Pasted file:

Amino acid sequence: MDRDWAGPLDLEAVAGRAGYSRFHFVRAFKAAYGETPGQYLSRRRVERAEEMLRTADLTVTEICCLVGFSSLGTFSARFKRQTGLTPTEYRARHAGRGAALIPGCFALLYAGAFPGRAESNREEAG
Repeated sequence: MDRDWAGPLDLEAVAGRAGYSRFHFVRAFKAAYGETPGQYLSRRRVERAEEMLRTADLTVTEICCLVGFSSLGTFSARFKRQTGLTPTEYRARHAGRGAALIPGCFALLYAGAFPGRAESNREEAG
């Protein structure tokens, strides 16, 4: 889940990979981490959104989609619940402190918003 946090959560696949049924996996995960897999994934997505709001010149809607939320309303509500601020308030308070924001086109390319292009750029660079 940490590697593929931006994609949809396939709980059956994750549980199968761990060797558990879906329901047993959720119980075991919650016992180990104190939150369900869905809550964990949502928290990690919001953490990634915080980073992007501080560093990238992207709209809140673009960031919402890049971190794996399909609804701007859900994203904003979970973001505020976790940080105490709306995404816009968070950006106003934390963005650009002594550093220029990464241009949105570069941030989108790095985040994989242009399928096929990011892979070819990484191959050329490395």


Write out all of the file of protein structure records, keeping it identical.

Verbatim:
Amino acid sequence: MDRDWAGPLDLEAVAGRAGYSRFHFVRAFKAAYGETPGQYLSRRRVERAEEMLRTADLTVTEICCLVGFSSLGTFSARFKRQTGLTPTEYRARHAGRGAALIPGCFALLYAGAFPGRAESNREEAG
Repeated sequence: MDRDWAGPLDLEAVAGRAGYSRFHFVRAFKAAYGETPGQYLSRRRVERAEEMLRTADLTVTEICCLVGFSSLGTFSARFKRQTGLTPTEYRARHAGRGAALIPGCFALLYAGAFPGRAESNREEAG
């Protein structure tokens, strides 16, 4: 889940990979981490959104989609619940402190918003 946090959560696949049924996996995960897999994934997505709001010149809607939320309303509500601020308030308070924001086109390319292009750029660079 940490590697593929931006994609949809396939709980059956994750549980199968761990060797558990879906329901047993959720119980075991919650016992180990104190939150369900869905809550964990949502928290990690919001953490990634915080980073992007501080560093990238992207709209809140673009960031919402890049971190794996399909609804701007859900994203904003979970973001505020976790940080105490709306995404816009968070950006106003934390963005650009002594550093220029990464241009949105570069941030989108790095985040994989242009399928096929990011892979070819990484191959050329490395």